(Let brothers and sisters read, stay on screen)
2 Kings 2:2–7 ESV
2 And Elijah said to Elisha, “Please stay here, for the Lord has sent me as far as Bethel.” But Elisha said, “As the Lord lives, and as you yourself live, I will not leave you.” So they went down to Bethel. 3 And the sons of the prophets who were in Bethel came out to Elisha and said to him, “Do you know that today the Lord will take away your master from over you?” And he said, “Yes, I know it; keep quiet.” 4 Elijah said to him, “Elisha, please stay here, for the Lord has sent me to Jericho.” But he said, “As the Lord lives, and as you yourself live, I will not leave you.” So they came to Jericho. 5 The sons of the prophets who were at Jericho drew near to Elisha and said to him, “Do you know that today the Lord will take away your master from over you?” And he answered, “Yes, I know it; keep quiet.” 6 Then Elijah said to him, “Please stay here, for the Lord has sent me to the Jordan.” But he said, “As the Lord lives, and as you yourself live, I will not leave you.” So the two of them went on. 7 Fifty men of the sons of the prophets also went and stood at some distance from them, as they both were standing by the Jordan.
There’s a literary pattern in the structure of these verses, all tied together by an exchange between Elijah asking Elisha to go no further, and Elisha’s heartfelt plea for him to go on this last journey with him. The words here show that of a loyal apprentice:
“As the Lord lives, and as you yourself live, I will not leave you.” It is an oath of commitment and dedication to not abandon his training or trainer. Perhaps Elijah was testing Elisha who wanted to bid farewell to his parents before, whether he now has the resolve.
Masters test their apprentice.
They need to know they won’t quit when things get tough. Elisha obviously has past the test, three times. Those reading this might see an obvious parallel to another master:
Jesus and his apprentice Peter who denied him three times and was restored three times by being asked “do you love me?” then feed my sheep.
The other point of note is there are three groups of the sons of the prophets from three places: Bethel, Jericho, and Jordan, three places which have been made famous from Exodus to Joshua. The sons of prophets is possibly a guild or company of prophets, perhaps prophets-in-training. They were able to prophesize Elijah’s departure. Not sure if they were proving a point that they have the power or ability but Elisha confirms he too knows of this imminent farewell. His focus is on Elijah, not the prophetic power.
And as the last act of Elisha’s faithful following, Elijah asks Elisha what he wants.
2 Kings 2:9 ESV
9 When they had crossed, Elijah said to Elisha, “Ask what I shall do for you, before I am taken from you.” And Elisha said, “Please let there be a double portion of your spirit on me.”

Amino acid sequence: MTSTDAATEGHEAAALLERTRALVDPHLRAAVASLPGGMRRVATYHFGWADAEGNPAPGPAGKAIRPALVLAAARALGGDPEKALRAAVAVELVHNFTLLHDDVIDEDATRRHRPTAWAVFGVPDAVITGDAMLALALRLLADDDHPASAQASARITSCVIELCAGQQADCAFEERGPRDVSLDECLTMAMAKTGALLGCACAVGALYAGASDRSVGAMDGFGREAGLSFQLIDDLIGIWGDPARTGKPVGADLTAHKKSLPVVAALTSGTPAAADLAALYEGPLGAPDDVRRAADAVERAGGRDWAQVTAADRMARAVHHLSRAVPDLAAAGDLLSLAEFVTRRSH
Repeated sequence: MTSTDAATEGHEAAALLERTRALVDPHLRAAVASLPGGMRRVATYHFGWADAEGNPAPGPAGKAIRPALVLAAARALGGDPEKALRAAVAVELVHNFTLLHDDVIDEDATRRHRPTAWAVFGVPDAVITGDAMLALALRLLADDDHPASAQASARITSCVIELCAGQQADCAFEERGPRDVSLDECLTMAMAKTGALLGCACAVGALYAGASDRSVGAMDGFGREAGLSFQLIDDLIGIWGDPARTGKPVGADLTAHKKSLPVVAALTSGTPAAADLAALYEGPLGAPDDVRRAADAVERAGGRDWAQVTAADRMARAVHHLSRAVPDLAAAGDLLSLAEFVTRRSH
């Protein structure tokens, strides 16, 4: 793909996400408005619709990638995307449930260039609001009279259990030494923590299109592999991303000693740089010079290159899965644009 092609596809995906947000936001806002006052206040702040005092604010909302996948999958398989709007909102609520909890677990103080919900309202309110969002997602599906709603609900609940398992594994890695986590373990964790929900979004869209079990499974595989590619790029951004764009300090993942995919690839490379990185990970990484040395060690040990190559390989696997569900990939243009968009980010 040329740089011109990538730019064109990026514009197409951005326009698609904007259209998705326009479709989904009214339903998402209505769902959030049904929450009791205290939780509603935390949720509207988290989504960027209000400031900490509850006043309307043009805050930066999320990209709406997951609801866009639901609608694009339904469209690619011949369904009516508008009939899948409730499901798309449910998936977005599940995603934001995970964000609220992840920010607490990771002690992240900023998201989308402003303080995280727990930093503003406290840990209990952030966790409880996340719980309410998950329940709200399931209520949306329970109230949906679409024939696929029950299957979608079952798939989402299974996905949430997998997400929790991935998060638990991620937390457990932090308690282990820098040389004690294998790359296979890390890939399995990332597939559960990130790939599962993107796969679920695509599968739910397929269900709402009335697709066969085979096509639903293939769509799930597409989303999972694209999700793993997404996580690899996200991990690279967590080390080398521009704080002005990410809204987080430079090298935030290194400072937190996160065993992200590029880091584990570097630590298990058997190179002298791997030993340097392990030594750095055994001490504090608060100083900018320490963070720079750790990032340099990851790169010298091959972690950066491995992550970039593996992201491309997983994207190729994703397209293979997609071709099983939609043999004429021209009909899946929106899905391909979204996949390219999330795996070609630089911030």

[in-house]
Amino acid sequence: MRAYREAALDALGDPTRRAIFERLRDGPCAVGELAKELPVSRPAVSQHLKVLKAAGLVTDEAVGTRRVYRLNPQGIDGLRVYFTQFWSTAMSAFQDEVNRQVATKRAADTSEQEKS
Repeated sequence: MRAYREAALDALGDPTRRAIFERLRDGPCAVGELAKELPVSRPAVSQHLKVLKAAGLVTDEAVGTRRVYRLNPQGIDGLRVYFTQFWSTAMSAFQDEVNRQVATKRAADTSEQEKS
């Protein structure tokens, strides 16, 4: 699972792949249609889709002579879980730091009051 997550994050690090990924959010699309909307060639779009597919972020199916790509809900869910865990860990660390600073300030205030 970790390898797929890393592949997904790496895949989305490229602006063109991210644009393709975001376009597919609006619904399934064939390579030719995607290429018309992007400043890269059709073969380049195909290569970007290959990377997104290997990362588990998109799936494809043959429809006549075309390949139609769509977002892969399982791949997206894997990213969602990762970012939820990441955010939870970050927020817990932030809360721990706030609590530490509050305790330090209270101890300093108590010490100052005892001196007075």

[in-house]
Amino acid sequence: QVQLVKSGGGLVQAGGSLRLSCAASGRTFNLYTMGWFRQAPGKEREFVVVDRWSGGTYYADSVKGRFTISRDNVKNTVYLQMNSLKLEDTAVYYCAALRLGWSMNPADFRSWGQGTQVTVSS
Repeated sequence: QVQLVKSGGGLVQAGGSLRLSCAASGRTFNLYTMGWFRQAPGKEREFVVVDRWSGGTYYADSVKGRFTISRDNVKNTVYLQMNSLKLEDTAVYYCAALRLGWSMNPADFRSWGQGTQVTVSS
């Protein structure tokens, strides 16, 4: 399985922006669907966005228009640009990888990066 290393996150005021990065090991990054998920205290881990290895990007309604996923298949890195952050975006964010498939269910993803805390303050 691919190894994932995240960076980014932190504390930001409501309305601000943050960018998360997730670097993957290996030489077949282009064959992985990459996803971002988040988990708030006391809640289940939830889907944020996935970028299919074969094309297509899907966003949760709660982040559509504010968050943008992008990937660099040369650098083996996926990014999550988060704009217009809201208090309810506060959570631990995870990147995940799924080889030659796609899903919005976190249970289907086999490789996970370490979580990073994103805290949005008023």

Now this double portion of the spirit does not mean he wants to be twice as powerful as Elijah. This is common language in the Old Testament to mean he wants to be the sole heir of Elijah’s mantle, to be Elijah’s successor.
Deuteronomy 21:17 ESV
17 but he shall acknowledge the firstborn, the son of the unloved, by giving him a double portion of all that he has, for he is the firstfruits of his strength. The right of the firstborn is his.
The firstborn in the family carries the right of succession. Recall how Jacob tricked Esau into giving up his birthright for a bowl of stew, and tricks his father Jacob to bless him as the firstborn. The firstborn inherits everything from the father. Elisha isn’t asking to be the most powerful prophet, even excelling Elijah, but to be the heir of his ministry. This was probably what Elijah would have wanted Elisha to have. Elisha knows the spirit on Elijah isn’t his own ability but comes from God’s anointing and presence. And so Elijah also carefully reveals it is not his to give but if God would give to Elisha, he would see him up until he’s taken up in a whirlwind.
2 Kings 2:11–13 ESV
11 And as they still went on and talked, behold, chariots of fire and horses of fire separated the two of them. And Elijah went up by a whirlwind into heaven. 12 And Elisha saw it and he cried, “My father, my father! The chariots of Israel and its horsemen!” And he saw him no more. Then he took hold of his own clothes and tore them in two pieces. 13 And he took up the cloak of Elijah that had fallen from him and went back and stood on the bank of the Jordan.
What a beautiful picture! Elijah was in conversation with Elisha after they cross the jordan when it all happened, still instructing and encouraging him when the theophany unfolded. Elisha cried out with the most endearing name and also an acknowledgment of Elijah’s ministry being the warrior for God’s name and reputation.
Sure enough, a chariot of fire and horses comes down from heaven and separates Elisha and Elijah, and Elijah was taken up by a whirlwind. He mourns the loss of his master by customarily tearing his own clothes in two except we know Elijah didn’t die. He just, disappeared. Elijah leaving behind his cloak. The cloak whose shadow fell onto Elisha on that fateful day as he was tending to the family livestocks. Indeed he saw Elijah taken up, he is the heir of Elijah’s ministry, his successor apparent.
But this scene is largely unseen by all but God, Elijah and Elisha. How will others know Elisha has succeeded Elijah’s ministry? Point two:


2 Kings 2:13–14 ESV
13 And he took up the cloak of Elijah that had fallen from him and went back and stood on the bank of the Jordan. 14 Then he took the cloak of Elijah that had fallen from him and struck the water, saying, “Where is the Lord, the God of Elijah?” And when he had struck the water, the water was parted to the one side and to the other, and Elisha went over.